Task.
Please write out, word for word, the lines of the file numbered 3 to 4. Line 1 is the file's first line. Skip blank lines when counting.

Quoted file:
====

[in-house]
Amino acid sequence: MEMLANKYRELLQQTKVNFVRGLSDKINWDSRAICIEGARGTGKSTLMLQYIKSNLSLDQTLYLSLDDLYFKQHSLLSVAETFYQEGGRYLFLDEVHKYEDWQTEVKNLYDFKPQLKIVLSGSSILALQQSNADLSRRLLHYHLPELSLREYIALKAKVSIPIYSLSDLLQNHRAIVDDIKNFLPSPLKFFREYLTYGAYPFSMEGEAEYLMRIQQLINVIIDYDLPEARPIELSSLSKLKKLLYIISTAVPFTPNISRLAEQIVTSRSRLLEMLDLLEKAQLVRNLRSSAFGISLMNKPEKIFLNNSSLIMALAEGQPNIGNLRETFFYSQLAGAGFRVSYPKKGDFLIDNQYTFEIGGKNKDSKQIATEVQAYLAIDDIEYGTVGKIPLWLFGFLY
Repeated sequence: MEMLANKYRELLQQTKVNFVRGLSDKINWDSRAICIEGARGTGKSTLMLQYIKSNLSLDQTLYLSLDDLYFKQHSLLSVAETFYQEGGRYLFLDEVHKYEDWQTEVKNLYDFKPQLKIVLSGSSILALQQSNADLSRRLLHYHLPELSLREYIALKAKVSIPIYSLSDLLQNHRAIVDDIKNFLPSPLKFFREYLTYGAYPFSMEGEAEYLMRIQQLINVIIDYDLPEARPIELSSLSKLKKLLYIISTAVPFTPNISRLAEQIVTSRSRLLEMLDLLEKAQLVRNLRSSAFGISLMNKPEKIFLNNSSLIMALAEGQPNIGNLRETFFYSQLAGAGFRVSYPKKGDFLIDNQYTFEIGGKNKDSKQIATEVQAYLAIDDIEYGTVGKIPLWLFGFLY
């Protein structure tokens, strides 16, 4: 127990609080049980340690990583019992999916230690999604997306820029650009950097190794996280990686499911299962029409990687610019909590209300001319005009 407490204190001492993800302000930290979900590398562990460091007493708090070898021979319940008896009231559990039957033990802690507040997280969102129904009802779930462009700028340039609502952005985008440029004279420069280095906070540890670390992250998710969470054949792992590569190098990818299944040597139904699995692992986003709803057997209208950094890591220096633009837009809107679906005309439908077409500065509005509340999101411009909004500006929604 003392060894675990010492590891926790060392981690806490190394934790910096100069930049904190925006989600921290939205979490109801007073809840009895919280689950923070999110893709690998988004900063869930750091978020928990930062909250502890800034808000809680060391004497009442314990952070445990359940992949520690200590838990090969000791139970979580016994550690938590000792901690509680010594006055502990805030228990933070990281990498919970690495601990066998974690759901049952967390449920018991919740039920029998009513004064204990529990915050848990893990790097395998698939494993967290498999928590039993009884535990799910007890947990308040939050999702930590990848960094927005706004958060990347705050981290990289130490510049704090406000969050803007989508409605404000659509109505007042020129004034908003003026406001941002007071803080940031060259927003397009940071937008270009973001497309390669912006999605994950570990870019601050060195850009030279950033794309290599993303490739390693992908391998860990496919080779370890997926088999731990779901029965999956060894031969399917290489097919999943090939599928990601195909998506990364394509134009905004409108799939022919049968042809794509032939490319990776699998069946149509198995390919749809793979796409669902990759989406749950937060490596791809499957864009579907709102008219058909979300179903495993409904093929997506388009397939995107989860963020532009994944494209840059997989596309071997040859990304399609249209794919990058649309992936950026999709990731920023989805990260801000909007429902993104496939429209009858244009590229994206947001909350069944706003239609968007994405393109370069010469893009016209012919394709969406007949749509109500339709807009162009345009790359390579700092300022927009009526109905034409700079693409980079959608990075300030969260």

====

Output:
Repeated sequence: MEMLANKYRELLQQTKVNFVRGLSDKINWDSRAICIEGARGTGKSTLMLQYIKSNLSLDQTLYLSLDDLYFKQHSLLSVAETFYQEGGRYLFLDEVHKYEDWQTEVKNLYDFKPQLKIVLSGSSILALQQSNADLSRRLLHYHLPELSLREYIALKAKVSIPIYSLSDLLQNHRAIVDDIKNFLPSPLKFFREYLTYGAYPFSMEGEAEYLMRIQQLINVIIDYDLPEARPIELSSLSKLKKLLYIISTAVPFTPNISRLAEQIVTSRSRLLEMLDLLEKAQLVRNLRSSAFGISLMNKPEKIFLNNSSLIMALAEGQPNIGNLRETFFYSQLAGAGFRVSYPKKGDFLIDNQYTFEIGGKNKDSKQIATEVQAYLAIDDIEYGTVGKIPLWLFGFLY
């Protein structure tokens, strides 16, 4: 127990609080049980340690990583019992999916230690999604997306820029650009950097190794996280990686499911299962029409990687610019909590209300001319005009 407490204190001492993800302000930290979900590398562990460091007493708090070898021979319940008896009231559990039957033990802690507040997280969102129904009802779930462009700028340039609502952005985008440029004279420069280095906070540890670390992250998710969470054949792992590569190098990818299944040597139904699995692992986003709803057997209208950094890591220096633009837009809107679906005309439908077409500065509005509340999101411009909004500006929604 003392060894675990010492590891926790060392981690806490190394934790910096100069930049904190925006989600921290939205979490109801007073809840009895919280689950923070999110893709690998988004900063869930750091978020928990930062909250502890800034808000809680060391004497009442314990952070445990359940992949520690200590838990090969000791139970979580016994550690938590000792901690509680010594006055502990805030228990933070990281990498919970690495601990066998974690759901049952967390449920018991919740039920029998009513004064204990529990915050848990893990790097395998698939494993967290498999928590039993009884535990799910007890947990308040939050999702930590990848960094927005706004958060990347705050981290990289130490510049704090406000969050803007989508409605404000659509109505007042020129004034908003003026406001941002007071803080940031060259927003397009940071937008270009973001497309390669912006999605994950570990870019601050060195850009030279950033794309290599993303490739390693992908391998860990496919080779370890997926088999731990779901029965999956060894031969399917290489097919999943090939599928990601195909998506990364394509134009905004409108799939022919049968042809794509032939490319990776699998069946149509198995390919749809793979796409669902990759989406749950937060490596791809499957864009579907709102008219058909979300179903495993409904093929997506388009397939995107989860963020532009994944494209840059997989596309071997040859990304399609249209794919990058649309992936950026999709990731920023989805990260801000909007429902993104496939429209009858244009590229994206947001909350069944706003239609968007994405393109370069010469893009016209012919394709969406007949749509109500339709807009162009345009790359390579700092300022927009009526109905034409700079693409980079959608990075300030969260």